By Sramana Mitra and guest author Shaloo Shalini
SM: Well, sounds like it makes perfect financial sense that a private cloud is going to be more cost effective than an environment where there is a lot of duplication, no virtualization, and all of that. I know the financial answer to this question, but the question remains. There is also this public cloud available. You chose to go directly from an on-premise, owned and operated environment with lots of wasted infrastructure to a private cloud which is virtualized and efficient. Now, that is saving a lot of money. Did you not consider the interim step of going to a public cloud?
PW: Well, we are considering that option for a lot of our services. For example, in terms of data management, deduplication of data, and archiving requirements, a private cloud does not make sense. We don’t need to invest in that infrastructure ourselves. For those things, it doesn’t need to be terribly secure; it doesn’t need to be available 24/7.
Performance is a huge issue, so we can take data storage or business continuity sites, and I think it makes a lot of sense for those kinds of performance-sensitive applications to be in a private cloud. For example, for some of our products, we do high-stakes testing with students. There, we need a high degree of security around the student data. I think there is a trade-off as to what services you would like to be secure, reliable, and very high performing and other services where there is a lower level of concern for those things. The second category of services is what we are trying to get out to public clouds and align with what we can from the set of available cloud services.
SM: I see. You basically have a hybrid environment.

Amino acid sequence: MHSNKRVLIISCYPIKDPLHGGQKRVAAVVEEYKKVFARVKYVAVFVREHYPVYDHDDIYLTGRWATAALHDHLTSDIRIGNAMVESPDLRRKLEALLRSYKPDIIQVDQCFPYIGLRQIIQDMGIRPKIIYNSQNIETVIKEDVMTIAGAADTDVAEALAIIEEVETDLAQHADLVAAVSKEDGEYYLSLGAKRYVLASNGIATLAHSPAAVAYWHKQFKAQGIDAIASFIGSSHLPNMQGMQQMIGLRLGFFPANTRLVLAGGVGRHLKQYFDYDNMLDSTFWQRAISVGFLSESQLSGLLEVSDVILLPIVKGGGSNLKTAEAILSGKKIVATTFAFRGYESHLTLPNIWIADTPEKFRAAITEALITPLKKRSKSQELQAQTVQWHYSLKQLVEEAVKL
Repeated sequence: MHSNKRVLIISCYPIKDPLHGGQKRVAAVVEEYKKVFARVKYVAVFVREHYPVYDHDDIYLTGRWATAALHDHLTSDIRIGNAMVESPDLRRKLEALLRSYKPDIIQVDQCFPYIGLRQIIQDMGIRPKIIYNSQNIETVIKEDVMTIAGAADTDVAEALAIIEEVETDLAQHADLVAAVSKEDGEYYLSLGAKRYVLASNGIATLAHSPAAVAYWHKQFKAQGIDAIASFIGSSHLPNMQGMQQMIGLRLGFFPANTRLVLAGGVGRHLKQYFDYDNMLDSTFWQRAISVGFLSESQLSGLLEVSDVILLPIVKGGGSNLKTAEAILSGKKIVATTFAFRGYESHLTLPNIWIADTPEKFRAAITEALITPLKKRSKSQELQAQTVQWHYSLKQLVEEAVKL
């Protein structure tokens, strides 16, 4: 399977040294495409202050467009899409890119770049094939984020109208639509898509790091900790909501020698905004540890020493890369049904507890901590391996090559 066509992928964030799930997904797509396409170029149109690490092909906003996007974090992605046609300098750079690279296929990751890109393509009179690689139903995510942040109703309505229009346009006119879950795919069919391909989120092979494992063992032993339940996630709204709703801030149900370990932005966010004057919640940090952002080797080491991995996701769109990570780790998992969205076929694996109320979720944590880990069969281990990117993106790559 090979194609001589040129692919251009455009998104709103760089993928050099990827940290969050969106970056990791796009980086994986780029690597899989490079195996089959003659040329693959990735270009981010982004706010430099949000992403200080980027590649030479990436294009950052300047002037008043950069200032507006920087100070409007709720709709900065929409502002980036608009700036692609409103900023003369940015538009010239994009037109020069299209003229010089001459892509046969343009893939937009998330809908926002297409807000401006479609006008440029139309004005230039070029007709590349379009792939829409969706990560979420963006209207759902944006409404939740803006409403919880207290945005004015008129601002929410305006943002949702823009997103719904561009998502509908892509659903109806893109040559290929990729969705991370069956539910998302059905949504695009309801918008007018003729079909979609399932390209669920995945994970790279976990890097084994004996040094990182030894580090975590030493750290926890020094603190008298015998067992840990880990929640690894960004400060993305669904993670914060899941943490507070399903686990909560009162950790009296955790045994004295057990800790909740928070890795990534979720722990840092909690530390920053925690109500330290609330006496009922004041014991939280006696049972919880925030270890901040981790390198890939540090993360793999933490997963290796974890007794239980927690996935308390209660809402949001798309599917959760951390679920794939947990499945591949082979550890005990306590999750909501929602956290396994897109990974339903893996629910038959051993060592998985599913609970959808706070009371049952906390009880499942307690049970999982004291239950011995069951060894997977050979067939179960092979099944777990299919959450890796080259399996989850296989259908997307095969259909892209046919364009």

PW: Absolutely! As I mentioned earlier, we also have an environment with our ERP which is a totally managed service, and they use the cloud for a lot of their archiving of enterprise workflows and historical SAP data for us. In terms of leveraging cloud-based solutions, we are consuming those even if we don’t realize them as being such.
SM: Yes, absolutely. I would like to ask you a high-level directional question here. The workloads and configurations, in terms of SAP and the cloud-based services you deploy, you have some based in the private cloud and other workloads such as archiving in a public cloud. Would you go over the organizing principle behind that?
PW: Sure! You pretty much summed up what our major systems are. It is more of our ERP that is external to us, it is our product, it is more internal product, and I guess I would say our business processes are more housed in the private cloud. We have other components; for example, we use Salesforce.com. That obviously is a cloud-based service, but it is a primary enabler for our sales force. We also use Cloud9Analytics, which is business intelligence for our sales force data. That is also in the cloud. We have other services that are somewhat of a hybrid: we have customer care sites that are highly mobile because probably about 40% of our organization, or 30%–40% of our organization, is sales and they are in the field. So, we have a highly mobile organization. Whether it is the public or private cloud, we try to make it look to the end user like they are just consuming another service.
SM: What do you use for sales force automation?
PW: We use Salesforce.com.
SM: Okay! What is your collaboration environment?
PW: For our more structured collaboration, we primarily use SharePoint. Well, a more effective collaboration environment is CubeTree, from SuccessFactors. We had an amazing degree of success in a vital implementation with CubeTree, the kind of adoption that we hadn’t been able to get, in terms of individual adoption, in SharePoint. CubeTree adoption actually took off a lot quicker than we expected; we almost weren’t prepared for that kind of success.